Investing should be easy – just buy low and sell high – but most of us have trouble following that simple advice. There are principles and strategies that may enable you to put together an investment portfolio that reflects your risk tolerance, time horizon, and goals. Understanding these principles and strategies can help you avoid some of the pitfalls that snare some investors.
With alternative investments, it’s critical to sort through the complexity.
Getting what you want out of your money may require the right game plan.
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Read this overview to learn how financial advisors are compensated.
A look at how variable rates of return impact investors over time.
Consider how your assets are allocated and if that allocation is consistent with your time frame and risk tolerance.
Diversification is an investment principle designed to manage risk, but it can't prevent against a loss.
Information vs. instinct. Are your choices based on evidence of emotion?
Learn how to build a socially conscious investment portfolio and invest in your beliefs.
This questionnaire will help determine your tolerance for investment risk.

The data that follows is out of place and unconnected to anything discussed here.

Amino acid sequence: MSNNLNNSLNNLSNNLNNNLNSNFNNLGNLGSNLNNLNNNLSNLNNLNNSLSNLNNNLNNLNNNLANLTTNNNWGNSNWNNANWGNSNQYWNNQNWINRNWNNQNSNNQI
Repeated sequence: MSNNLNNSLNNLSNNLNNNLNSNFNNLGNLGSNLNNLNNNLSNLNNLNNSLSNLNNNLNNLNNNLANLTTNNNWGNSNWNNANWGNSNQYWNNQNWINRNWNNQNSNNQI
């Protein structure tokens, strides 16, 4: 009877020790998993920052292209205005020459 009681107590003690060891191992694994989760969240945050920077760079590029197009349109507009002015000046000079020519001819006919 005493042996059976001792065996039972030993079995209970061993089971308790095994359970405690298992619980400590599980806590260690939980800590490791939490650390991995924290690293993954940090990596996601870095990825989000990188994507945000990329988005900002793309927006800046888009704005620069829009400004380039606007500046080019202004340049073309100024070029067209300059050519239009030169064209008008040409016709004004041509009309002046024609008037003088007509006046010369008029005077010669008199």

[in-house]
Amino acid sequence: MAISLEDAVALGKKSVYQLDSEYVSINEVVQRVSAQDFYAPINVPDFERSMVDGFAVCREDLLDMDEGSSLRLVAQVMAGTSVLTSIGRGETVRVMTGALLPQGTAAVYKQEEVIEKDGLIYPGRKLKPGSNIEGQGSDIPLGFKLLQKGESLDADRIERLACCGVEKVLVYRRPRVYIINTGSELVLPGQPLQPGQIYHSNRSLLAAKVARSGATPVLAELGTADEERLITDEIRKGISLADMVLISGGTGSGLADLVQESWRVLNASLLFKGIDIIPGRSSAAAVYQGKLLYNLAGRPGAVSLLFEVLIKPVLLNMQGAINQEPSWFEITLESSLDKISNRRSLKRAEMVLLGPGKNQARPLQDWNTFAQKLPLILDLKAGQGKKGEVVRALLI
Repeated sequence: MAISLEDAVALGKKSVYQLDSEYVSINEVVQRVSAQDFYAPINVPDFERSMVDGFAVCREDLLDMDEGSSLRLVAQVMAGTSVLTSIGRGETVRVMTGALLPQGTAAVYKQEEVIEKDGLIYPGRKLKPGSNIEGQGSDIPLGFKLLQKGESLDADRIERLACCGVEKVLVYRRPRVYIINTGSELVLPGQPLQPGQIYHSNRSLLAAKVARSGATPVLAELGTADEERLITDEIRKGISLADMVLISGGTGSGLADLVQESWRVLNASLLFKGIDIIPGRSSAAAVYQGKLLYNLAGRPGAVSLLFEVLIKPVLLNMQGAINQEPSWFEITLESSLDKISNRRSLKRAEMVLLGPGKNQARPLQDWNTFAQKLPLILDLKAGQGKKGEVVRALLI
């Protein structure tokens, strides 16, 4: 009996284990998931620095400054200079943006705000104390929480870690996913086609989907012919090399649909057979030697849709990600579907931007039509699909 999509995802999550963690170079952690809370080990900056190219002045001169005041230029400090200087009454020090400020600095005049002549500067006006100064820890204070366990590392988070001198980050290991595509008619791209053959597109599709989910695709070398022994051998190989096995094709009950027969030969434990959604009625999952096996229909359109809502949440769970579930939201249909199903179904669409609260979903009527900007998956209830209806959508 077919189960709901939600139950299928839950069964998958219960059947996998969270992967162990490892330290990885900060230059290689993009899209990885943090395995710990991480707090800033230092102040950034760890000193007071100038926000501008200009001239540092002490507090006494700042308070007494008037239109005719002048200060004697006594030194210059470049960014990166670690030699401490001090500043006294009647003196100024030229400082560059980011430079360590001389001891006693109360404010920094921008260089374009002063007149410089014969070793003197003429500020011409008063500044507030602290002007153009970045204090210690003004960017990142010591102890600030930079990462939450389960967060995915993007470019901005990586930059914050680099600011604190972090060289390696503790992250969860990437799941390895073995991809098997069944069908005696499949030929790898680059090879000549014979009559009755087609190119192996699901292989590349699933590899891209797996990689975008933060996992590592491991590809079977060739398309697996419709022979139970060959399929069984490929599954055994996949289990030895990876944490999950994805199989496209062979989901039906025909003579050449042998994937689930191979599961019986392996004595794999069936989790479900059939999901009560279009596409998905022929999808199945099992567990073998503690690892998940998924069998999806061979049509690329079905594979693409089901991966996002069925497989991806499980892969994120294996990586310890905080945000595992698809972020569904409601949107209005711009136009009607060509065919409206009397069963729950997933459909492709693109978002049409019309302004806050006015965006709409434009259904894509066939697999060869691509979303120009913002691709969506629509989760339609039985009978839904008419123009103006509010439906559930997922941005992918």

Estimate the potential impact taxes and inflation can have on the purchasing power of an investment.
This calculator can help you estimate how much you should be saving for college.
This calculator helps determine your pre-tax and after-tax dividend yield on a particular stock.
Use this calculator to better see the potential impact of compound interest on an asset.
Use this calculator to compare the future value of investments with different tax consequences.
There are some smart strategies that may help you pursue your investment objectives
Principles that can help create a portfolio designed to pursue investment goals.
An amusing and whimsical look at behavioral finance best practices for investors.
What are your options for investing in emerging markets?
Pundits say a lot of things about the markets. Let's see if you can keep up.
Agent Jane Bond is on the case, uncovering the mystery of bond laddering.
Investors seeking world investments can choose between global and international funds. What's the difference?
What if instead of buying that vacation home, you invested the money?